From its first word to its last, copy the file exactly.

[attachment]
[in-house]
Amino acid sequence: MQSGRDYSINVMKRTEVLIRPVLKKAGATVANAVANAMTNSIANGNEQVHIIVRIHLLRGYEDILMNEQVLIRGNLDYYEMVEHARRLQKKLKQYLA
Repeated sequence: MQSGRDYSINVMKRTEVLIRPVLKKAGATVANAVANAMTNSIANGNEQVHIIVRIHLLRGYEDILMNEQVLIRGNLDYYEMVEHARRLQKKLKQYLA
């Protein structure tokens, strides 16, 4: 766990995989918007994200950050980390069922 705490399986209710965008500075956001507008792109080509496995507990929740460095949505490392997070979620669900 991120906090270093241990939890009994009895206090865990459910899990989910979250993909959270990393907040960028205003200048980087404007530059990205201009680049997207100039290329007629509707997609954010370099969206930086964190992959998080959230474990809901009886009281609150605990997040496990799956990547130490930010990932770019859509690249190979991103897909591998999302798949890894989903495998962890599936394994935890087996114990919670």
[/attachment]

[in-house]
Amino acid sequence: MQSGRDYSINVMKRTEVLIRPVLKKAGATVANAVANAMTNSIANGNEQVHIIVRIHLLRGYEDILMNEQVLIRGNLDYYEMVEHARRLQKKLKQYLA
Repeated sequence: MQSGRDYSINVMKRTEVLIRPVLKKAGATVANAVANAMTNSIANGNEQVHIIVRIHLLRGYEDILMNEQVLIRGNLDYYEMVEHARRLQKKLKQYLA
């Protein structure tokens, strides 16, 4: 766990995989918007994200950050980390069922 705490399986209710965008500075956001507008792109080509496995507990929740460095949505490392997070979620669900 991120906090270093241990939890009994009895206090865990459910899990989910979250993909959270990393907040960028205003200048980087404007530059990205201009680049997207100039290329007629509707997609954010370099969206930086964190992959998080959230474990809901009886009281609150605990997040496990799956990547130490930010990932770019859509690249190979991103897909591998999302798949890894989903495998962890599936394994935890087996114990919670």